Greeley Daily Tribune from Greeley, Colorado on October 28, 1969 · Page 5
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Greeley Daily Tribune from Greeley, Colorado · Page 5

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Greeley, Colorado
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Tuesday, October 28, 1969
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Page 5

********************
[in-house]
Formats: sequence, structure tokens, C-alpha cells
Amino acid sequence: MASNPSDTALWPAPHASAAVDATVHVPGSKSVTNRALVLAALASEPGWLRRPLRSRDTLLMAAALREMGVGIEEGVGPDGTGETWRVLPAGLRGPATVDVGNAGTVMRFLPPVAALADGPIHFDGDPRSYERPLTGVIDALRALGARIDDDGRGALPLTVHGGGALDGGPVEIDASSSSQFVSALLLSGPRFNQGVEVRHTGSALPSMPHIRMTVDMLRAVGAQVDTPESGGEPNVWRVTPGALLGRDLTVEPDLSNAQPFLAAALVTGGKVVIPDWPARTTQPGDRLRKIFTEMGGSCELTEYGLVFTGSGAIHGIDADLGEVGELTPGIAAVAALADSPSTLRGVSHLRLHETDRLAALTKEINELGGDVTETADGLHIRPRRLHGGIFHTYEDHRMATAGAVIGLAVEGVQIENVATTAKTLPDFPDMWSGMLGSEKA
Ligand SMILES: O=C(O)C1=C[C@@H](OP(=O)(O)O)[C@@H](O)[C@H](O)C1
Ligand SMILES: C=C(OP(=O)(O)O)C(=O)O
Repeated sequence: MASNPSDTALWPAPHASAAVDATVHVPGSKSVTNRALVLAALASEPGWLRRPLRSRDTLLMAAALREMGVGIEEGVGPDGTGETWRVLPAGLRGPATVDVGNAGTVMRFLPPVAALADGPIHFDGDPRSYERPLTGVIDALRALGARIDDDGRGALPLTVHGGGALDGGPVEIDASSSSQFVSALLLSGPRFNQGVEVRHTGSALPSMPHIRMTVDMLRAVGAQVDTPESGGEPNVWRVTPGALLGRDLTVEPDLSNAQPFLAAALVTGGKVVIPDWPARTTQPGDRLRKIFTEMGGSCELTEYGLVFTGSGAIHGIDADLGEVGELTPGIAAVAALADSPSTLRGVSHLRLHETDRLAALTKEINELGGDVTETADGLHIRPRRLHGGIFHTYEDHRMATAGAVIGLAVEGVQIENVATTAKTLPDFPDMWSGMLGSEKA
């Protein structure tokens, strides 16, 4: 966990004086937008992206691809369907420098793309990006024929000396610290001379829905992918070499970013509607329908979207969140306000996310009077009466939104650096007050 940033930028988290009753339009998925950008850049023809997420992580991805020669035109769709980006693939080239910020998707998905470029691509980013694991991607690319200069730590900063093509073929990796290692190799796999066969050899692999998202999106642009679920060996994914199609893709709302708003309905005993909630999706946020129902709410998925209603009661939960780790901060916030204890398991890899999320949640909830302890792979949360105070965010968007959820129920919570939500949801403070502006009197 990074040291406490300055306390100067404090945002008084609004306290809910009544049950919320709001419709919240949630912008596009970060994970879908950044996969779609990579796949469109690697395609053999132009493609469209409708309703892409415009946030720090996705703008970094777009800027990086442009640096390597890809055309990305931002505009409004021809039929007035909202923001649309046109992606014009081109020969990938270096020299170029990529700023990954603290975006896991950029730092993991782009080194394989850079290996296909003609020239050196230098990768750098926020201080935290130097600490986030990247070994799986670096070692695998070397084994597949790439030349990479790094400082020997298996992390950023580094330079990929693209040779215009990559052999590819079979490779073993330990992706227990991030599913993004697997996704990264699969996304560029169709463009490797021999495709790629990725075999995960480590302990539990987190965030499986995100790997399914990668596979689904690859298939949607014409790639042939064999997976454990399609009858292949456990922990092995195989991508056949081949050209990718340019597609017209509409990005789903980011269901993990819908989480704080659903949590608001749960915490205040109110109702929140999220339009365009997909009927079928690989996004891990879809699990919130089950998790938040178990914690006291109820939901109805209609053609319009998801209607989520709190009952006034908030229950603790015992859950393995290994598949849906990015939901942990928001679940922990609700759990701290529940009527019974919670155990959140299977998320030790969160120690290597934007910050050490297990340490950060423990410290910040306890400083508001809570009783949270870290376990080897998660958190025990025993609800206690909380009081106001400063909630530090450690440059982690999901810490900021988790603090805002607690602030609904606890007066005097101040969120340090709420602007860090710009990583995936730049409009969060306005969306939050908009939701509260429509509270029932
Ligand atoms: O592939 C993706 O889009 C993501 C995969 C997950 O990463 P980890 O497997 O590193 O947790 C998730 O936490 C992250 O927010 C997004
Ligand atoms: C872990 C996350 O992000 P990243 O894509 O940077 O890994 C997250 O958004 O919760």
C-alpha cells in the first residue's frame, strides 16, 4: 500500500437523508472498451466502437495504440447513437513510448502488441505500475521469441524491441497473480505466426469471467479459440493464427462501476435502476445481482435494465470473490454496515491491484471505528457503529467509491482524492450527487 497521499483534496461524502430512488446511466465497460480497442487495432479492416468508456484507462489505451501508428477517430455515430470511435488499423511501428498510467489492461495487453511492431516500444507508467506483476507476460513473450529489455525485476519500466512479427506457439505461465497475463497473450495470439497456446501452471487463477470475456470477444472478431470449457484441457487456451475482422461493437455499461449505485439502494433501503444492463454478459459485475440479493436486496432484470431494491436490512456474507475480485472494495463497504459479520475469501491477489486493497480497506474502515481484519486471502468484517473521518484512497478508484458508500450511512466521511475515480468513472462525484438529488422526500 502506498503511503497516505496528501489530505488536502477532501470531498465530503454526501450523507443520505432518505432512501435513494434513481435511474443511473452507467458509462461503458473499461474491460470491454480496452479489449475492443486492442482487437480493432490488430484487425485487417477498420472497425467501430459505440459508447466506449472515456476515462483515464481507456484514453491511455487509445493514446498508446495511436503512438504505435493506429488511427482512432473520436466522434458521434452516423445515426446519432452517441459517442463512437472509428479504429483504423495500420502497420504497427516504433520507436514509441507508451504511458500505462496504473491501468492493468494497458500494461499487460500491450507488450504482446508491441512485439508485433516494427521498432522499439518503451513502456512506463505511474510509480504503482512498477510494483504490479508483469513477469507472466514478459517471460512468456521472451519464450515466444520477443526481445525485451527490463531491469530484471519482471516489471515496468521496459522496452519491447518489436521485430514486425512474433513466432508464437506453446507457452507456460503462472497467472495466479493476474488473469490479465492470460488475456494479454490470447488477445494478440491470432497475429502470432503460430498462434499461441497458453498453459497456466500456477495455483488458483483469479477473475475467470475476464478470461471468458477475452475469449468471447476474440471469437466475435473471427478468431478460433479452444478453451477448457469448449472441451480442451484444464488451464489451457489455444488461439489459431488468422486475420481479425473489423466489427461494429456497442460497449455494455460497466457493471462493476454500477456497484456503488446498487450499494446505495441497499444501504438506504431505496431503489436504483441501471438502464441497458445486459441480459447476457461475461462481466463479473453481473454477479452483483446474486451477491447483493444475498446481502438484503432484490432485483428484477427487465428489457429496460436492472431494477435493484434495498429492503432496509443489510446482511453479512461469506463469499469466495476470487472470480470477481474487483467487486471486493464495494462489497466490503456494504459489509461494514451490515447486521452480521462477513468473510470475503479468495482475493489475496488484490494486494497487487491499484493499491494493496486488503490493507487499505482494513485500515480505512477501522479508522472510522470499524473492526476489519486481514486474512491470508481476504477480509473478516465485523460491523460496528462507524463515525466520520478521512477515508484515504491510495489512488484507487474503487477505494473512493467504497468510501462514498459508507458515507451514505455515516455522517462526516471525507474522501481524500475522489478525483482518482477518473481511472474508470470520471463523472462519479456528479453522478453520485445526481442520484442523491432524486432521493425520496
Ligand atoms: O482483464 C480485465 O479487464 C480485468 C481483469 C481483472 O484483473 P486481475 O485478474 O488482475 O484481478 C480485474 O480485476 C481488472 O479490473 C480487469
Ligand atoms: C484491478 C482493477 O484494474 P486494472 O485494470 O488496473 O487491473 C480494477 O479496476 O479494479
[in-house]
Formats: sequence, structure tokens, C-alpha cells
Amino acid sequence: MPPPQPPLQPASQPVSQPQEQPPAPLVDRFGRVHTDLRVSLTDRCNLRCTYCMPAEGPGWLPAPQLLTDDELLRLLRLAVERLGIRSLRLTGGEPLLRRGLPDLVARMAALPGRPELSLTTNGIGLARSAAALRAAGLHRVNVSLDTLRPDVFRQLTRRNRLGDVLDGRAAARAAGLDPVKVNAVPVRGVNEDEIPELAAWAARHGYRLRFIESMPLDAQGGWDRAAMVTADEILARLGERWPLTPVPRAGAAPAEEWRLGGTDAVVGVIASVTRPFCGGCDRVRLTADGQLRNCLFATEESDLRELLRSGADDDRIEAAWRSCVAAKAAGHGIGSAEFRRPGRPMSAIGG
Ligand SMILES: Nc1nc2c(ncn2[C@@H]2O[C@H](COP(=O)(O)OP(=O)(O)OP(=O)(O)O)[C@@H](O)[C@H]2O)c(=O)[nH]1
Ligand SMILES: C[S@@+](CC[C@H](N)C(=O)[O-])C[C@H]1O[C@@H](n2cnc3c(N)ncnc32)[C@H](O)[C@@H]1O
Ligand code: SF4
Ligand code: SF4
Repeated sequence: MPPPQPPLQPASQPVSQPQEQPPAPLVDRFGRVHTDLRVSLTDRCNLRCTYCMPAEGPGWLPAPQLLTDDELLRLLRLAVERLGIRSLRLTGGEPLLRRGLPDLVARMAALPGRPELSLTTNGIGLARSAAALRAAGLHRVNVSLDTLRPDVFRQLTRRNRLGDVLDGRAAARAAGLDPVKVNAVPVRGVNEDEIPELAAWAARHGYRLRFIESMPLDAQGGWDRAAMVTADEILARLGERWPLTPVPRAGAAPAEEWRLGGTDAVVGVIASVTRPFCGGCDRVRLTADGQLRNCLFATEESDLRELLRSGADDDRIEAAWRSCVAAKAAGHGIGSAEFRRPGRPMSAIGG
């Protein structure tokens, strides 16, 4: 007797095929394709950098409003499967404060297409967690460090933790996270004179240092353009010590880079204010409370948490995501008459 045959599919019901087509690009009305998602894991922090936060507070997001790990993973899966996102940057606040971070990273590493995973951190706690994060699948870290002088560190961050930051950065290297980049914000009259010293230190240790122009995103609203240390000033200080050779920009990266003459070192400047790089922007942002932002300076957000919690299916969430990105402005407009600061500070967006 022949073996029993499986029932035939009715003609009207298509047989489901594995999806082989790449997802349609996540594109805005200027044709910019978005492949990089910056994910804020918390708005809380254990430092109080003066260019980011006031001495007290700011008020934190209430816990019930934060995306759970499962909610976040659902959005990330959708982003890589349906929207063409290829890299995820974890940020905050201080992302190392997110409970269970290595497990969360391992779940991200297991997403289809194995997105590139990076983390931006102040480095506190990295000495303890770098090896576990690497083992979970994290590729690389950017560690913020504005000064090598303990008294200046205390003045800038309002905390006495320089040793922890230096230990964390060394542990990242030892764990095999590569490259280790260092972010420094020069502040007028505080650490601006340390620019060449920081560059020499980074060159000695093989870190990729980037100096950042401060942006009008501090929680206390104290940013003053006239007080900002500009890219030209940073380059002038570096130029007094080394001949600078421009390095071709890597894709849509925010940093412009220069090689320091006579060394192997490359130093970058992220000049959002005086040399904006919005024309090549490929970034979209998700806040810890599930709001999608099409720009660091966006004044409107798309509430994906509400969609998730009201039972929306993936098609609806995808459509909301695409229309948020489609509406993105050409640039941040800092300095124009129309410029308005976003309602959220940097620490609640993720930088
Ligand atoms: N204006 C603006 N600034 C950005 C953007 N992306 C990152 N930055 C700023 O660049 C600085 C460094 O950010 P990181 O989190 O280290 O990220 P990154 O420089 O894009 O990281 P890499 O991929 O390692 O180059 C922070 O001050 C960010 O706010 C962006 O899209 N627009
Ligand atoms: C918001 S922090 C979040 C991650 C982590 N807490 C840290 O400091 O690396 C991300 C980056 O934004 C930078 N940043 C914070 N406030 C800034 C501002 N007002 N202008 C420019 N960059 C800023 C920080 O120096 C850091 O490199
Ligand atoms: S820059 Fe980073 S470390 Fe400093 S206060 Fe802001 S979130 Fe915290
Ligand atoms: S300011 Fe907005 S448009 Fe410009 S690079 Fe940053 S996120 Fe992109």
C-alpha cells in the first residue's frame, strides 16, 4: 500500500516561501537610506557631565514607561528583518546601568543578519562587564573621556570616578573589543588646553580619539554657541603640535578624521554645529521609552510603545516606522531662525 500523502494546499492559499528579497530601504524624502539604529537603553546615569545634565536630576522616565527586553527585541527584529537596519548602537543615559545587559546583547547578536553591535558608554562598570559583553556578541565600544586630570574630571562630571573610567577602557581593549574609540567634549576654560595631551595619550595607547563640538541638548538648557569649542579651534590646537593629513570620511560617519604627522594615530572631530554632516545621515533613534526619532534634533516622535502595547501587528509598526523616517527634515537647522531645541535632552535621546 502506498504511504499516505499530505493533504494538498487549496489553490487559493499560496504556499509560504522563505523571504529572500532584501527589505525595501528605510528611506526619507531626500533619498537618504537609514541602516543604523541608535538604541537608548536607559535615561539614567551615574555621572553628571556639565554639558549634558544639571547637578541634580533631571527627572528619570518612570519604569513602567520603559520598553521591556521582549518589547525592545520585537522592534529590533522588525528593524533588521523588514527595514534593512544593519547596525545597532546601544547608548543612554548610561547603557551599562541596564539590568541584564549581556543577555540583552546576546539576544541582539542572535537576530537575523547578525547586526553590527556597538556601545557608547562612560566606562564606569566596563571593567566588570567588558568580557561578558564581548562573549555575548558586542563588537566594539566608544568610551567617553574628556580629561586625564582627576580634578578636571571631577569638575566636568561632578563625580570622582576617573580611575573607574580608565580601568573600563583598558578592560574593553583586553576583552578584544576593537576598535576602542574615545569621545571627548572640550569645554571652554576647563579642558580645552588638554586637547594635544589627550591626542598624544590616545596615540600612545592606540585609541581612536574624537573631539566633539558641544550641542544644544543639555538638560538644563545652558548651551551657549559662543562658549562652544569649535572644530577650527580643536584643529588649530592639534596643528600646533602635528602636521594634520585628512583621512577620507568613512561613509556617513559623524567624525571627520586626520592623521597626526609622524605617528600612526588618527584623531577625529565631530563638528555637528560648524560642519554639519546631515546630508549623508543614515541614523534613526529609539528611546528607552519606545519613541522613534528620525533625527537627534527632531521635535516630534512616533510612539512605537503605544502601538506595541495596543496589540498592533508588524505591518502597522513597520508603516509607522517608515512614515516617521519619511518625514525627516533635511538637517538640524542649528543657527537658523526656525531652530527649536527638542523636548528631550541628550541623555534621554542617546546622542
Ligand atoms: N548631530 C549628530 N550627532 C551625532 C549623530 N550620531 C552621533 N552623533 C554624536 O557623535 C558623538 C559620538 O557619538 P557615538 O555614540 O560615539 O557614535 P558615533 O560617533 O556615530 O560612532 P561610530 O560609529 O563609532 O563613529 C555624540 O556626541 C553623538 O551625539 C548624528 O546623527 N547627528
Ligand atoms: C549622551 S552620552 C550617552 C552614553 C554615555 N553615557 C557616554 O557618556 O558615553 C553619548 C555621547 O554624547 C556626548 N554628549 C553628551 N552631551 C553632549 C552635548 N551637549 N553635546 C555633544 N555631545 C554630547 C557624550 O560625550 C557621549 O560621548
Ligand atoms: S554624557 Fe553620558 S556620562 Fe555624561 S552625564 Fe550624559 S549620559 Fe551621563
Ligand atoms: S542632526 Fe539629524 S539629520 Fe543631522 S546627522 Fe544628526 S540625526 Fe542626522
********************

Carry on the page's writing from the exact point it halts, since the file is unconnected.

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Driver Educal Will Begin N Driver education second quai ter evening classes in Greele will begin Nov. 4. These state-approved rlasse consist of 27 clock hours of class room instruction plus six hour on' the driving range and Hire hours on the street driving. Classroom instruction will b held at Greeley West Higl School one night a week fo Two Contest Winners Here Two Greeley winners have been announced in an area con test involving Greeley linoleum and Tile. .The winners, Mrs. J. L Jo hansen, 1013 9th St., and Mrs Sarah. Klein, 1010 24lli St., wil receive 15 yards of kitchen car pet. There were 12 winners overall in the contest which took in the area from Denver north anc was sponsored in part by Viking Kitchen Carpets. ·****^*^+*^*+mr** CARD BENEFIT Whist Greeley Excelsis Club Nov. 3 -- 8:00 p.m. Deisert Will Be Served AMERICAN LEGION · (for couples and working gals, too) tion Course ext Tuesday nine weeks from 7 to 10 p.m The first class night will be helc on Tuesday, Nov. 4, and classes thereafter will meet on Monday evenings. Students are require: to be 15 years and 9 months ol on or prior to the class starting dale. Tuition for the course is $10 for School District Six students and S30 for- adults and out-of- district students. Students and adults interested in enrolling, please contact the Adult Education Office 352-1543, Extension 33 or come into the office at 811 15th St. Girl Wounded During Police Car Hijacking KANSAS CITY (AP) - Two een-age girls drove away in a police car for a prank Sunday and one was shot in the right irm as a policeman chased hem across a parking lot. Police said it happened this way: A patrolman left his patrol car with the motor running while helping break up a street fight. The girls came out of a coffee ouse and drove off in the car "just for something to do." Soon after, another patrolman saw hem and gave chase. The girls abandoned the car and Patrolman Phillip Bradshaw chased them on foot. He ired two shots into the air, then tripped and his gun fired accidentally, the bullet striking Velvet J. Washeleskv. 19. Shirley I. Ma'liott, 18, was charged with driving a car without the owner's permission, and Miss Washelesky with riding in a car without the owner's per mission. Canada Claims Sovereignty in Arctic Waters Sptcial to th* Washington Poit OTTAWA - Prime Minister Pierre Trudeau Monday asserted a Canadian claim to "sovereignty over all the waters of the Canadian Arctic," and thereby risked a dispute with the Unitec States over whether the northwest passage is international waters. The passage is being contemplated as a route for tankers carrying oil from Alaska to the eastern states. The U. S. recog- lizes three miles as the limit of territorial waters. Most of the massage among Canada's Arc- .ic islands is much wider than six miles. Questioned in the Commons as o whether he meant "jurisdic- ion and sovereign conlrol over all the water between- the is- ands in the Canadian Arctic," Trudeau replied affirmatively. 'Ye s, we do exercise our sovereignty," he said. The prime minister added that he was 'not prepared to state at this jarticular time where the lines will be drawn." /asks Dramatize tad Air Problem ST. LOUIS (AP) -- The sell- jg of surgical masks at the oors of the auditorium where an air pollution hearing was leing held today was one way :ie Committee on Environmen- al Information decided to ramatize the bad air problem. The hearing was scheduled by he U.S. Senate subcommittee n air and water pollution after n Aug. 25-28 emergency air Dilution alert in St. Louis. L A F F - A - D A Y .,-j^sfsy^' . r" 'ttAiSiiluiiL./^ *f^ *^*~ fifijtf£ii££B^ ·^':-*^'**£K?^- © King F..IU..I Srndie.lt. Int., 1969. W.lM 'IfK" l«"VeJ. «_5*^/M^/0 "He's had quite a shock, Doctor. Junior called him 'Sir'!" Interest Rates Helping State DENVER (AP)-IIigh interest ates, which are complicating roblems of local governmental gencies seeking to issue bonds, re helping the Colorado state Earnings on investments are ncreasing, says State Treasurer Virginia Blue. She reported earnings of $2,77,234 for the state general fund uring the first quarter of the 969-70 fiscal year which ended Sept. 30. The amount, she said, was an ncrease of ?856,524 over the earnings during the first quar- er of (he 1968-69 fiscal year. She omputed the increase at 55 per ent. From Bonds 's Finances The money was obtained from interest on short-term government investments and interest on time deposits placed in banks and savings and loan associations. "Investments in Colorado banks under the basic certificate of deposit program have been increased $1,170,000 since June 30," Mrs. Blue said in her quarterly report. The treasury contained approximately $182 million at the end of the quarter, of which about 93 per cent was invested, Mrs. Blue reported. Government securities held by the treasury amounted to approximately $97 million, regular certificates of deposits totaled $66 million and special certificates of deposit accounted for another $20 million invested. Mrs. Blue also said the treasury issued 172,721 warrants-- or checks-- during the July-September period. Mrs. Blue is in Chicago where she will preside Monday and Tuesday at a meeting of seven state treasurers. They form a committee which will participate in planning the annual convention of the National Association of Stale Auditors, Comptrollers and Treasurers. Mrs. Blue said the treasurers hope to set up special sessions during the convention exclusively for state treasurers. Tiny Painting LONDON (AP) - A Holbein miniature painting only Vk inches across and possibly worth $50,000 has shown up in London and aroused the curiosity of the art world. Only a dozen of the tiny works by the 16th century master have been recorded. The newly found miniature is that of a sorrowful looking woman with light brown hair, wearing a simple hood. Fresh Hearing Aid Batteries. Gilbert Rexall Stores. --Adv. 1 CONVALESCENT AIDS | ft ^9 . H \f1?7l/ttti P H O N E 352-4866 · -· Tues., Oct. 28, I9(i9 GREELEY TRIBUNE Page 5 Yippies To Cha! Mitchell to a Ti By PAUL W. VALENTINE The Washington Post WASHINGTON - Yippies Jerry Rubin and Abbie Hoffman, Iwo of the eight defendants being tried in Chicago for riot conspiracy, announced plans Monday night for a mass march on the Justice Department Nov. 15 to demand an end to their trial. "We're coming here to challenge Spiro Agnew and (Altor- noy General) John Mitchell to a fair fight," said Rubin who, like Hoffman, was wearing boxing gloves at a press conference in front of the darkened Justice Department building on Constitution Avenue NW. They are charged with riot conspiracy in connection with anti-Vietnam war demonstrations during the 1968 Democratic National Convention in Chicago. They claimed Monday night that tlie trial is intimately tied (o the war. "The purpose of the trial is tell people to stop protesting the war," said Rubin. Thus, they want to link their lenge Agnew, lir Fighf mass march on the Justice Department with the already announced plans for an antiwar parade from the Capitol to the White House on Nov. 15 organized by the New Mobilization Committee to end the war in Vietnam. Robert Greenblalt, a Yippie (Youth International Party) official from New York, said the plan is to have the crowd in the mobilization march, which terminates at the ellipse, continue eastward along Constitution Avenue to the Justice Department six blocks away. "We will surround the Department of Injustice (CQ) with a half million people," said Greenblatt. "With that many people, Milclicll will have to stop the trial." Asked about specific tactics in the demonstration, Hoffman said, "we're willing to use any weapons including language . . . we're going to hang Spiro Agnew, John 'Butcher' Mitchell and 'Adolf Hitler' Julius Hoffman (federal judge in the Chicago trial) in effigy." ·jjl^HH DOROTHY MARTIN K9 ZABKA P^SiPI 'NCUMBENT ^.'iPxl FOR . h'V'J SV8AYOR Working For You and Greeley! Spectacular FABRIC SALE! BIG DOWNTOWN STORE ONLY! HURRY! SALE ENDS SATURDAY NIGHT! WOOL and WOOLEN BLENDS 97 yd. Assorted textures. Colors and fancies. Available in 54" (o 60" widths. Reg. §1.97. ASSORTED FABRICS 5 $ 1 Assortment includes cottons and cotton blends. Polyester cottons and unbleached muslin. Available in 36", 45" widths. Values to 77c. SPORTSWEAR FABDICS 57 yd. Value priced seleclion which includes permapress cotlons and rayon blends, canvas prints, gingham checks and avril rayons. 36" to 45" widths. Reg. 77c value. PRINTED FLANNEL 3 $ 1 Easy to work with, flannel in 2 to 10 yard lengths and on bolls, 36" to 45" wide. Machine washable. Reg. 49c yd. REMNANT ASSORTMENT 3 * $ 1 3 to 10 yard lengths. Cottons, rappo linens, dacron blends, sail type cloth and rayon acetate in 36" to 45" widths. Values to 87c yard. ASSORTED FABRICS 67 yd. Assortment includes polyester and cotton, press free fancies, butcher linens and rayon blend suiting material. 36" to 45" wide. Reg. S7c yd. SEWING BENCH BONDED KNIT PINWALE CORDUROY 12.95 value 11.88 $·27 1 yd. 73 yd. Leather look, lifetime inner frame. Foam cushion comfort. Smooth textures or ribbed surfaces in I (o 10 yard lengths. 50" to 54" wide. Reg. 1.97 yd. 100% cotton, machine washabfe. Available in 36" to 45" widths Reg. 91)c yd. 100% COTTON MACHINE WASHABLE PRINTED CORDUROY 36" to 45" wide yd. Reg. 1.29 yd. 97 100% COTTON Jewel Tone Prints 45" wide yd. Reg. 89c value 67' SOLIDS Upholstry Remnants Reg. 1.88 yd. 54" wide 100% DACRON WHIPPED CREAM Reg. 1.29 yd. r c 100% COTTON 45" wide yd. Oxford Type Prints 45" wide yd. Reg. 98c yd. MACHINE WASHABLE SUEDE CLOTH Reg. 1.19 43" wide. yd, 100% NYLON NYLON NET 72" wide 4 £ $ 1 Reg. 29c a yard AVISOL RAYON Reg. 1.69 yd. Rappo Type Linen $g43 45" wide yd. I COATS CLARK WORSTED YARN 4 ply, 4 or. skein Reg. 1.29 BIG DOWNTOWN STORE ONLY! OPEN FRIDAY NIGHTS 'TIL 8:30